“Remember that time is money”
– Benjamin Franklin
During the First Wave (agricultural societies) and still recently in some civilizations, people were not paid hourly, but usually received a fraction of their production. This resulted in a different relationship to time from ours. As Marina Gorbis details in her paper “Back to the Future: From time-based to task-based work”, “Not long ago in parts of Madagascar people measured time in units of rice cooking – how long it took to cook a pot of rice (about half an hour) or how long it took to fry a locust (a moment). Native people in Southern Nigeria used the saying: A man died in less than the time in which maize is not yet completely roasted (less than 15 minutes). (…) The clock was sometimes referred to as the devil’s mill. In such places, there were no precise meal times, the notion of an exact appointment time was unknown and people agreed to meet at the next market. This kind of un-timed, imprecise way of living may seem alien and quaint to us today but, in fact, throughout most of our history, before we invented clocks and highly efficient industrialized production, we did not view time as a measurable commodity to be sold for money, traded or organized. Instead, our conception of time was tightly linked to tasks that needed to be done.”
It is only with the Second Wave (industrial age), that the pricing of labor became based on time: factory workers were paid by the hour and we started measuring labor productivity (amount produced over time). Later on, norms were established, with U.S. employees working 9 to 5 including a 30- to 60-minute break for lunch. Time started being standardized, with masses of people eating, commuting, working, shopping, and entertaining themselves following a similar schedule. The same time discipline applied to schools. As Alvin and Heidi Toffler state it in their book Revolution Wealth, “In yesterday’s work world, time was packaged in standard lengths. Labor contracts and federal laws made overtime expensive for employers and discouraged deviance from standard time packages.” For years, we somehow considered that this time-based work and life system was mostly unchallenged, until we recently started experiencing a shift…
So what about this Third Wave? “By contrast, today’s emergent economy, for which those schoolchildren are being misprepared, runs on radically different temporal principles. In it, we are fragmenting yesterday’standard time packages as we shift from collective time to customized time.” (Alvin and Heidi Toffler). Yes, work in fundamentally changing and as Daniel H. Pink describes in his book Free Agent Nation, U.S. labor force is increasingly composed of “free agents” (33 million) setting their own hours and many of which work from home, coworking spaces, libraries, or coffee houses – self-employed professionals, freelancers, independent contractors, consultants, digital nomads, etc. As work schedules are being fragmented, so are social life, family routine and leisure time. Think how cable TV and national television reunion (Good Morning America, Saturday Night Live, Late shows, etc.) are being replaced by on-demand streaming services. Schedules are so individualized, fragmented and unpredictable that family and friends cannot assume they can gather face-to-face anymore. They have to arrange meeting ahead of time and often share calendars to show availability. Last minute cancellation has become commonplace. In addition, individuals can choose when to buy and when to be delivered. Thanks to e-commerce, they are not limited by store opening hours anymore. The change is also happening in the physical commerce which is more and more 24/7, even if in some countries (France), we witness resistance from workers, unions, and lobbyists against store opening on Sundays. According to Alvin and Heidi Toffler, “Continuous-flow services permit consumption schedules to be designed by each individual, thus further promoting the shift to irregular time. In both production and consumption, then, times and tempos are becoming more complex and de-massified, This, in turn, has consequences for every business, in every sector, and for economies at every level of development.”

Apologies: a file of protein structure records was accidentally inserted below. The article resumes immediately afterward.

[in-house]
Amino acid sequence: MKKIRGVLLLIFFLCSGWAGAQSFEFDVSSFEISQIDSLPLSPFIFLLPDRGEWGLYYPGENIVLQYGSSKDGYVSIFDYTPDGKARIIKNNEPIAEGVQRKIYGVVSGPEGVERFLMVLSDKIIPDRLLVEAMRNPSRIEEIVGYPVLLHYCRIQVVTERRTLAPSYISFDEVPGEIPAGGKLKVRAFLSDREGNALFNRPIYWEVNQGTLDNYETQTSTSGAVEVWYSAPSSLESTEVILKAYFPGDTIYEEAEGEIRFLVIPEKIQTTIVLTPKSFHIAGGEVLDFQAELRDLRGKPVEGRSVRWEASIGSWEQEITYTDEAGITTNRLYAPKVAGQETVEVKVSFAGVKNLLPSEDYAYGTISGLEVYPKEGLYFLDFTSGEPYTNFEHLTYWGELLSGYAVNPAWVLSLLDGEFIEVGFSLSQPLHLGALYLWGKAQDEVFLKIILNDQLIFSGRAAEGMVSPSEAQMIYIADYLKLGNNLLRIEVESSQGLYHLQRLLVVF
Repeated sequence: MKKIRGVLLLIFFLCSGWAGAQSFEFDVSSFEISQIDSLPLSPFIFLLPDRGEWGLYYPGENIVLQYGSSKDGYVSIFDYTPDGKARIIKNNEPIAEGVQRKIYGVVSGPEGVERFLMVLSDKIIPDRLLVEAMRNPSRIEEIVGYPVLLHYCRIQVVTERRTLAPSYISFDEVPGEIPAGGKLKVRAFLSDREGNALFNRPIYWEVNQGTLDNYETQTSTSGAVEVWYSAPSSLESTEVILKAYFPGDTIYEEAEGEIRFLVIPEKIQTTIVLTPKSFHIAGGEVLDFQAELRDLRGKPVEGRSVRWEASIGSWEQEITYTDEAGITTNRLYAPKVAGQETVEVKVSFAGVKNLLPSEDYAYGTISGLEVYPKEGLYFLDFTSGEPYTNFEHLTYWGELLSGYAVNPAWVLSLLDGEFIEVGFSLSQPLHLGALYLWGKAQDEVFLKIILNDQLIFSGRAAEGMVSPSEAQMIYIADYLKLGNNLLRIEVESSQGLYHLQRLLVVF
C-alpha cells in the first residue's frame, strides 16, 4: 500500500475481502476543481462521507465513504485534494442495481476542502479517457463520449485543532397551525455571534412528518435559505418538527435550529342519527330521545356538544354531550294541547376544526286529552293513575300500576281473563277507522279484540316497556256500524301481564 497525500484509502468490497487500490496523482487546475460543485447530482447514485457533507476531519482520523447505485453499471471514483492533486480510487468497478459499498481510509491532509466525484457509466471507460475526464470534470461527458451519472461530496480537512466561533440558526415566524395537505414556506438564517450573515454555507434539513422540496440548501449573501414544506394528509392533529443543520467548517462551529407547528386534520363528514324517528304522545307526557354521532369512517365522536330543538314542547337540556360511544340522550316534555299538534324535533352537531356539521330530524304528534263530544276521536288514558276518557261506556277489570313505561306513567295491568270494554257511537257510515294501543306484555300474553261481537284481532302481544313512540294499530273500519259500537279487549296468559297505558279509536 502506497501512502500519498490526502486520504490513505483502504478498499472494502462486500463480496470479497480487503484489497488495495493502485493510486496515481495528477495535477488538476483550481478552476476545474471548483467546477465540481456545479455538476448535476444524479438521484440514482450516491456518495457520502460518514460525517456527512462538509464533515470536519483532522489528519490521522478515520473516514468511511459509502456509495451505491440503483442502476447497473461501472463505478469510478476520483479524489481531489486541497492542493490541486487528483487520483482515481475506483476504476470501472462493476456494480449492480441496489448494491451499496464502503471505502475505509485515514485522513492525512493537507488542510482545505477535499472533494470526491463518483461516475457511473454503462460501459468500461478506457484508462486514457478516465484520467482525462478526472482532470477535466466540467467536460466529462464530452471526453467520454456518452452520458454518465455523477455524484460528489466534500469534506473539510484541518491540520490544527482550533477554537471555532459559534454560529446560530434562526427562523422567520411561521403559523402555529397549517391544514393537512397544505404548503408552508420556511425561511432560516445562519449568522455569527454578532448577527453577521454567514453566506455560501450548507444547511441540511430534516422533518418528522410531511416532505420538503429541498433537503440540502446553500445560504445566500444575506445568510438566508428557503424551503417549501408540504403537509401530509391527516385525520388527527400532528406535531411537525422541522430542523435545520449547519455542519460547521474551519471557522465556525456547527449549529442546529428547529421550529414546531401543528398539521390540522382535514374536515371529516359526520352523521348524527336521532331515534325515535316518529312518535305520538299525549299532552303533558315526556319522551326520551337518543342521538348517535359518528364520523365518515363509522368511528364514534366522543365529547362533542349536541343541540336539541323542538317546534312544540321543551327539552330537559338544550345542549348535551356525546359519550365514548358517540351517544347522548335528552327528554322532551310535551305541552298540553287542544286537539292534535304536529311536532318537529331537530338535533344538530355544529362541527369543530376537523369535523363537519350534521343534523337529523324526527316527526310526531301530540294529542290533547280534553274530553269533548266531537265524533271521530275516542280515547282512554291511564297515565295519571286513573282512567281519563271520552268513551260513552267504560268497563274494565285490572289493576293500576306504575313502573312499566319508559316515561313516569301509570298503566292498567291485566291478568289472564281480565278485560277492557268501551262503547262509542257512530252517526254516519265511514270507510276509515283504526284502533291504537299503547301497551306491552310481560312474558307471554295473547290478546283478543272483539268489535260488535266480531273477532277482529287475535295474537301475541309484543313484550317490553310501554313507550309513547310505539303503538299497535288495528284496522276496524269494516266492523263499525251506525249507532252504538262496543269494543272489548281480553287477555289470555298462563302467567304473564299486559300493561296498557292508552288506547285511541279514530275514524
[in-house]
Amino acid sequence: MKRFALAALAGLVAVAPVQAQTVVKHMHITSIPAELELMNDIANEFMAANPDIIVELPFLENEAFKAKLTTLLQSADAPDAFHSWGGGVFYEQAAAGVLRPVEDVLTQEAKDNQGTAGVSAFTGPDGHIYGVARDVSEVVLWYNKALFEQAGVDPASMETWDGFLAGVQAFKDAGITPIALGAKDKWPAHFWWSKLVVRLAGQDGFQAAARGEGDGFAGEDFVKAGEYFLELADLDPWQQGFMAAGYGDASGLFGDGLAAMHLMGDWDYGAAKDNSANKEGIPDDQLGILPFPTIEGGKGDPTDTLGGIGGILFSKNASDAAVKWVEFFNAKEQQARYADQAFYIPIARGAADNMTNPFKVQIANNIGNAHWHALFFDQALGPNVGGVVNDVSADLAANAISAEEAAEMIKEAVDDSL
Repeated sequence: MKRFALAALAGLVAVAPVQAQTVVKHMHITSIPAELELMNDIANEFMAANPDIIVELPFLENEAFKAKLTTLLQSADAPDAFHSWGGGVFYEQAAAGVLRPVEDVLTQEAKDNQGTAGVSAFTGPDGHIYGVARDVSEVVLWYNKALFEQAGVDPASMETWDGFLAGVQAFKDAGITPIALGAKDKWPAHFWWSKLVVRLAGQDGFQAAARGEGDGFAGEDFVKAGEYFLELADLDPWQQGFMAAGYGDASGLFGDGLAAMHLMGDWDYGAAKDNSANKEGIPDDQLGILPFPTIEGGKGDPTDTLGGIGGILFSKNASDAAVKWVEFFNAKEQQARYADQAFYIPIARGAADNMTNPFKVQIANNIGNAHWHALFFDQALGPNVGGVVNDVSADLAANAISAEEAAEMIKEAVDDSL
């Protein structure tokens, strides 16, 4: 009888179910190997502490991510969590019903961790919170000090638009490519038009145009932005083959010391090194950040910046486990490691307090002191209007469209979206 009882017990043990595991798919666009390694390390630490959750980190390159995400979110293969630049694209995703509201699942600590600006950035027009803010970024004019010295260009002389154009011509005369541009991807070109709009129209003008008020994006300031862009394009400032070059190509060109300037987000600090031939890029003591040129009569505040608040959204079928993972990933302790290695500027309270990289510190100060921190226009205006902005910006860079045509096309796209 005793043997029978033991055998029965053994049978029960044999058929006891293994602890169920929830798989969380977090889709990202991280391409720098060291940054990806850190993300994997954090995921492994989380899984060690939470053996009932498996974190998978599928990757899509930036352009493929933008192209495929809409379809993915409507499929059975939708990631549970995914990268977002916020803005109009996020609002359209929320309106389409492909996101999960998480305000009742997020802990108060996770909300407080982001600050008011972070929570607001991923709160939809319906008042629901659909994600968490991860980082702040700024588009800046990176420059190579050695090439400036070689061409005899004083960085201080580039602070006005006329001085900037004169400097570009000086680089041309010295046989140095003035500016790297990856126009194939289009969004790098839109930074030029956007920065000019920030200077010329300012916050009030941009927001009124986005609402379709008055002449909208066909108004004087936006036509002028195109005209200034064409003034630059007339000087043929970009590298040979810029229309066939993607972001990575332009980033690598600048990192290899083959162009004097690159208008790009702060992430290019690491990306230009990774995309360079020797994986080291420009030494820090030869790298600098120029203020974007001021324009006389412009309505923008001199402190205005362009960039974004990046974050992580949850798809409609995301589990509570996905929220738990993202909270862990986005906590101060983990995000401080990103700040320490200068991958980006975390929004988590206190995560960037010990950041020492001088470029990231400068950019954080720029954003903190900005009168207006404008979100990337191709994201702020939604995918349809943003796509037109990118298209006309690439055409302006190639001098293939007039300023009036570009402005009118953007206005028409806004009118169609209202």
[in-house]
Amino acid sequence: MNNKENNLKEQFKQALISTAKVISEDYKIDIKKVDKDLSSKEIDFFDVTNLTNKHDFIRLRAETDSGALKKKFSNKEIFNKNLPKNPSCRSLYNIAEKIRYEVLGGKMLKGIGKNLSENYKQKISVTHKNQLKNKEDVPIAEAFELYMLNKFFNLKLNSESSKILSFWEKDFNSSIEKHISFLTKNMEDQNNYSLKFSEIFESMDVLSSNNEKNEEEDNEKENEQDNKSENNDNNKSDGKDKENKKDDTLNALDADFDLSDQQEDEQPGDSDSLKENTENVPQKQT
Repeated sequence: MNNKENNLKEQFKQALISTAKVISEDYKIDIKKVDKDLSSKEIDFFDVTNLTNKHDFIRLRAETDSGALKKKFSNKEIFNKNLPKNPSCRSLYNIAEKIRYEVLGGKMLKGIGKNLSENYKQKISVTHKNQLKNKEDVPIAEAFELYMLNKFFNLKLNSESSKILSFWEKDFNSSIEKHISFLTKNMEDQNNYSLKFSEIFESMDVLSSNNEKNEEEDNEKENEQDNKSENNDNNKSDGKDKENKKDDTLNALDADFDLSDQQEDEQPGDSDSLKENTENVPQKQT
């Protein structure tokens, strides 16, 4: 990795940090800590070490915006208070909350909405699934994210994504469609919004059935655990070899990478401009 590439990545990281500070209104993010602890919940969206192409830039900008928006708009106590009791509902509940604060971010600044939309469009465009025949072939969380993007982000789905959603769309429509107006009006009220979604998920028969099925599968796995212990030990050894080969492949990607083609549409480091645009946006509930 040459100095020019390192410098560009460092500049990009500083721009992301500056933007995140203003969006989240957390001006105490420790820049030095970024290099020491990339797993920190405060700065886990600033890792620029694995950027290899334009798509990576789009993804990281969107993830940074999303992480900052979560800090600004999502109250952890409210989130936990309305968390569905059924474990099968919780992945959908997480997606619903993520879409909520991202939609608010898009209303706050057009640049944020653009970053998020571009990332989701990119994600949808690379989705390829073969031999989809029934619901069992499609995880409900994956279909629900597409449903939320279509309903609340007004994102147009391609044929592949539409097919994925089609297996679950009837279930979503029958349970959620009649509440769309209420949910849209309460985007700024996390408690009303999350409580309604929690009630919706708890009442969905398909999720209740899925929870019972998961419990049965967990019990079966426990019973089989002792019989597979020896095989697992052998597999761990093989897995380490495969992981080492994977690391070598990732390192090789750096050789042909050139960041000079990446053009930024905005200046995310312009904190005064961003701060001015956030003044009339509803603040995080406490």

For futurists, looking back is a vital component of preparing for looking forward. What this thought-exercise tells us in the case of time conception, is that what we tend to think of as a given (time-based work) being shattered by latest technology and trends such as uberisation (task-based work) is not exactly the case. It seems much more that we are slowly leaving a short-life (200-300 years) time-based work system to adopt a new time/work paradigm which reminds us in some ways in the ancient task-based system! Of course, even if we come back to task-based work, it is likely to differ greatly from the task-based living of our ancestors. But even so, we need to slowly detach ourselves from this time-based work vision to fully embrace the new fragmented timescape and its correlated activity-based system. And to end on a positive note, there is a hope that instead of increasing commodification of our time, intensified automation will enable us to “decommodify our notions of time and re-capture that which is unproductive, unplanned, unpredictable, and yet uniquely human?” (Marina Gorbis). On this re-capture of our human self, I truly believe in a No-tech-land: Remains of our human nature.